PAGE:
Microsoft Mulling Portable Data Centers?

A key infrastructure architect for Microsoft is advocating portable data centers as "an idea whose time has come."

Rich Miller

April 5, 2007

4 Min Read
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The portable "data center in a box" concept has generated lots of publicity, but a small number of users. Sun won't begin selling its Project Blackbox container-based data centers until July. Rackable has one customer for the Concerto trailer-based data center it announced last week.

But the portable data center trend could get a huge boost from Microsoft, where an architect of the Windows Live Core team is advocating unmanned container-based commodity data centers as the future of data center infrastructure. Microsoft's James Hamilton has made two presentations recently discussing modular data centers' ability to provide economies of scale for Software as a Service (SaaS). The presentations by Hamilton, who was General Manager of the Microsoft Exchange Hosted Services team before joining the Live Core effort, are available in PowerPoint and Word.

Hamilton's presentations were first noted last week by veteran Microsoft watcher Mary Jo Foley (link via Greg Linden), who wrote that the proposal "highlights at a high level Microsoft's heavy datacenter investments that will provide the backbone for the Microsoft Cloud OS and various Live services."

Hamilton describes a distributed network of portable data centers as "an idea whose time has come" and wrotes that "this architecture transforms data centers from static and costly behemoths into inexpensive and portable lightweights. ... Multiple smaller data centers, regionally located, could prove to be a competitive advantage."

Is this just a provocative early-stage trial balloon being debated within the Live Core OS team? Or is Microsoft genuinely ready to stake the success of its Live initiative on a paradigm shift in data center infrastructure? It's too soon to say, as few details have emerged about the Live Core OS process and strategy. Hamilton notes that many challenges must be solved to realize the potential of portable data centers. But his presentations make for intriguing reading.

First, Hamilton offers big-picture background on the options for data center infrastructure:

"The natural tendency is towards building a small number of very large data centers and this is where some of the non-technical issues come to play. These include social and political constraints on data center location, in addition to taxation and economic factors. All diminish the appeal of the large, central data center model. ... The proposed solution is to no longer build and ship single systems or even racks of systems. Instead, we ship macro-modules consisting of a thousand or more systems. Each module is built in a 20-foot standard shipping container, configured, and burned in, and is delivered as a fully operational module with full power and networking in a ready to run no-service-required package. All that needs to be done upon delivery is provide power, networking, and chilled water."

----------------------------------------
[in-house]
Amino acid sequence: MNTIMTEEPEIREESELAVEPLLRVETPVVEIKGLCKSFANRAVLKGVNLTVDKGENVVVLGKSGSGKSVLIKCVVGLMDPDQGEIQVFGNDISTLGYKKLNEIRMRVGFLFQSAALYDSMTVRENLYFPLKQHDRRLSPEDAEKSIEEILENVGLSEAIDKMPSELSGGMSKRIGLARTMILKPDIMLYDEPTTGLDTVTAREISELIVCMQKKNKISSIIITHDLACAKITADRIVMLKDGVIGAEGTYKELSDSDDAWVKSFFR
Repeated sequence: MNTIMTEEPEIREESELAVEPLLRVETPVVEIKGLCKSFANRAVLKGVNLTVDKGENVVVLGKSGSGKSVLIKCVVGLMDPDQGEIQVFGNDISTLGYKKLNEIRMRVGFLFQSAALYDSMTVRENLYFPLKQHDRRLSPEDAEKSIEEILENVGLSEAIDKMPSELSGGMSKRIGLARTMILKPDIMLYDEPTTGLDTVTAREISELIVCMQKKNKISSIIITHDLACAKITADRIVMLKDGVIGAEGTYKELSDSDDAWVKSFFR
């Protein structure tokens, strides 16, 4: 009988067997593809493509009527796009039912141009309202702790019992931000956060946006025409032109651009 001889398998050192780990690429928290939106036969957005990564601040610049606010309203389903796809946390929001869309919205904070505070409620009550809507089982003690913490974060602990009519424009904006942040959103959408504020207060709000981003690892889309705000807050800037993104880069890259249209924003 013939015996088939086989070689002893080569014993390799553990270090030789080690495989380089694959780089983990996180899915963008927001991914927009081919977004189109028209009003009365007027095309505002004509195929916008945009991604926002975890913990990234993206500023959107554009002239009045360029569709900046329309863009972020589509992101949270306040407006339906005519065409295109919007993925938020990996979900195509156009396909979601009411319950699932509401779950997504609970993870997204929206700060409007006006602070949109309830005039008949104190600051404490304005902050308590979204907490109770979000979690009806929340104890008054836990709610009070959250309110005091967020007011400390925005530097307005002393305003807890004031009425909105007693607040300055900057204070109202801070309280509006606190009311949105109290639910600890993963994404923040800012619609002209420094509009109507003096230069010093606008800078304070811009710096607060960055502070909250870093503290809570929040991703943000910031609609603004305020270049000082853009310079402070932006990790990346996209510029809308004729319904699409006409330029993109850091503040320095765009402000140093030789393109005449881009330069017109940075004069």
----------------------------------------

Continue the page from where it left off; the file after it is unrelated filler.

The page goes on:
That's not necessarily a trivial matter, as data center operators have noted in discussions about Sun's Blackbox. But incorporating liquid cooling into high-density racks can address cooling challenges, and Hamilton argues that removing support personnel from the data centers will improve reliability, noting that "human administrative error causes 20% to 50% of system outages." Modules can be equipped with enough redundancy that "as parts fail, surviving nodes continue to support the load. ... In this modified model, the constituent components are never serviced and the entire module just slowly degrades over time as more and more systems suffer non-recoverable hardware errors. Even with 50 unrecoverable hardware failures, a 1,000 system module is still operating with 95% of its original design capacity."

Using containers would make it easier to save money by relocating infrastructure to chase cheaper bandwidth and power, Hamilton notes.

A central building is still needed to house security, power, networking, and cooling equipment. But the containers can safely be stored outside. The only requirement is a secured, fenced, paved area to place the containers around the central facilities building. ... The fixed assets are just a central services building and a fenced compound rather than a $150M facility that must be sold or dismantled.

If Microsoft were to pursue a modular data center initiative, it would likely be good news for one of the hardware providers rolling out portable products. Microsoft is already a significant customer for Rackable. Hamilton's proposal discusses a 20-foot container, while Rackable's Concerto is housed in a 40-foot long trailer. But Hamilton notes that "their design scales down well so they are able to supply populated 20 foot units as well."

LiveSide, a leading news site that tracks Microsoft's Live initiatives, is taking the proposal seriously.

The idea of using commercial shipping containers to build high-scale datacenters seems rather unusual, however those working on the Ozzie team are the ideal candidates to innovatively solve these kinds of complex problems. The need for datacenters was highlighted by Ozzie in an interview early last year with Fortune, where he said that Microsoft must build a global network of server farms that will cost "staggering" amounts of money. For those who are saying that "Live is dead" this should serve as a reminder that Microsoft are investing heavily in online services and are serious about their future in this sector.

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